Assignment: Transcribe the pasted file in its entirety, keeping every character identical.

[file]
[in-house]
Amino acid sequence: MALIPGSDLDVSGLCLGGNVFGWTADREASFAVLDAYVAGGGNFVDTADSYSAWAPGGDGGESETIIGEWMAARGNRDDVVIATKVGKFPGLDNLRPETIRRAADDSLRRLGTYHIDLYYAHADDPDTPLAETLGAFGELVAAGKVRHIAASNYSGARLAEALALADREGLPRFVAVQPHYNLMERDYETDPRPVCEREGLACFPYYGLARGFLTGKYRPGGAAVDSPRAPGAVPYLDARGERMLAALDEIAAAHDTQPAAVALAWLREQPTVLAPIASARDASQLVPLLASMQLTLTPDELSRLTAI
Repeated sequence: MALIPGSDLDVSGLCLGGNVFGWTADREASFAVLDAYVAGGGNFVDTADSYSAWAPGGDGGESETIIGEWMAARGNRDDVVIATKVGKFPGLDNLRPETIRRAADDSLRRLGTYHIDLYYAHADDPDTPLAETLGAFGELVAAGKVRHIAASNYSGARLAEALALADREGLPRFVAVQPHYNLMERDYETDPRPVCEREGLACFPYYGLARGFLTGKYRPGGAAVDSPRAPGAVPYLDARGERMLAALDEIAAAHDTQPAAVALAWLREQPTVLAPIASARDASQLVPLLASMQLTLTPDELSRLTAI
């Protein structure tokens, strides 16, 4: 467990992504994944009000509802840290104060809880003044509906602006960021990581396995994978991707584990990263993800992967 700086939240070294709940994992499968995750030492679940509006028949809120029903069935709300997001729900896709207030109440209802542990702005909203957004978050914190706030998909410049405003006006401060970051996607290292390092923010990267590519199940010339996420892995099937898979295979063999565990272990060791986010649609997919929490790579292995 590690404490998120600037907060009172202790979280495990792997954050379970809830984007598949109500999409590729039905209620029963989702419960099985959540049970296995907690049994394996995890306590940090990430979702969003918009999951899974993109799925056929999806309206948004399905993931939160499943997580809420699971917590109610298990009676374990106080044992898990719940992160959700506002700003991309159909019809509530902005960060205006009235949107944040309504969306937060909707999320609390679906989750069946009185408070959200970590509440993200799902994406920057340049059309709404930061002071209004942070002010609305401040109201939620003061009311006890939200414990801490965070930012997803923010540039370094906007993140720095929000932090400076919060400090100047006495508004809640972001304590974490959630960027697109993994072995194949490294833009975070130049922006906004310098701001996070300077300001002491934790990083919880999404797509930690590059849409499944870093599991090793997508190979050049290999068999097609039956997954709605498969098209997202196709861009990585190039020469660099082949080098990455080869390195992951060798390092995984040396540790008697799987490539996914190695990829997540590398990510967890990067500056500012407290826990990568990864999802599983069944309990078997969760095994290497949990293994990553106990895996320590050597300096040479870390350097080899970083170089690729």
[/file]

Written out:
[in-house]
Amino acid sequence: MALIPGSDLDVSGLCLGGNVFGWTADREASFAVLDAYVAGGGNFVDTADSYSAWAPGGDGGESETIIGEWMAARGNRDDVVIATKVGKFPGLDNLRPETIRRAADDSLRRLGTYHIDLYYAHADDPDTPLAETLGAFGELVAAGKVRHIAASNYSGARLAEALALADREGLPRFVAVQPHYNLMERDYETDPRPVCEREGLACFPYYGLARGFLTGKYRPGGAAVDSPRAPGAVPYLDARGERMLAALDEIAAAHDTQPAAVALAWLREQPTVLAPIASARDASQLVPLLASMQLTLTPDELSRLTAI
Repeated sequence: MALIPGSDLDVSGLCLGGNVFGWTADREASFAVLDAYVAGGGNFVDTADSYSAWAPGGDGGESETIIGEWMAARGNRDDVVIATKVGKFPGLDNLRPETIRRAADDSLRRLGTYHIDLYYAHADDPDTPLAETLGAFGELVAAGKVRHIAASNYSGARLAEALALADREGLPRFVAVQPHYNLMERDYETDPRPVCEREGLACFPYYGLARGFLTGKYRPGGAAVDSPRAPGAVPYLDARGERMLAALDEIAAAHDTQPAAVALAWLREQPTVLAPIASARDASQLVPLLASMQLTLTPDELSRLTAI
């Protein structure tokens, strides 16, 4: 467990992504994944009000509802840290104060809880003044509906602006960021990581396995994978991707584990990263993800992967 700086939240070294709940994992499968995750030492679940509006028949809120029903069935709300997001729900896709207030109440209802542990702005909203957004978050914190706030998909410049405003006006401060970051996607290292390092923010990267590519199940010339996420892995099937898979295979063999565990272990060791986010649609997919929490790579292995 590690404490998120600037907060009172202790979280495990792997954050379970809830984007598949109500999409590729039905209620029963989702419960099985959540049970296995907690049994394996995890306590940090990430979702969003918009999951899974993109799925056929999806309206948004399905993931939160499943997580809420699971917590109610298990009676374990106080044992898990719940992160959700506002700003991309159909019809509530902005960060205006009235949107944040309504969306937060909707999320609390679906989750069946009185408070959200970590509440993200799902994406920057340049059309709404930061002071209004942070002010609305401040109201939620003061009311006890939200414990801490965070930012997803923010540039370094906007993140720095929000932090400076919060400090100047006495508004809640972001304590974490959630960027697109993994072995194949490294833009975070130049922006906004310098701001996070300077300001002491934790990083919880999404797509930690590059849409499944870093599991090793997508190979050049290999068999097609039956997954709605498969098209997202196709861009990585190039020469660099082949080098990455080869390195992951060798390092995984040396540790008697799987490539996914190695990829997540590398990510967890990067500056500012407290826990990568990864999802599983069944309990078997969760095994290497949990293994990553106990895996320590050597300096040479870390350097080899970083170089690729």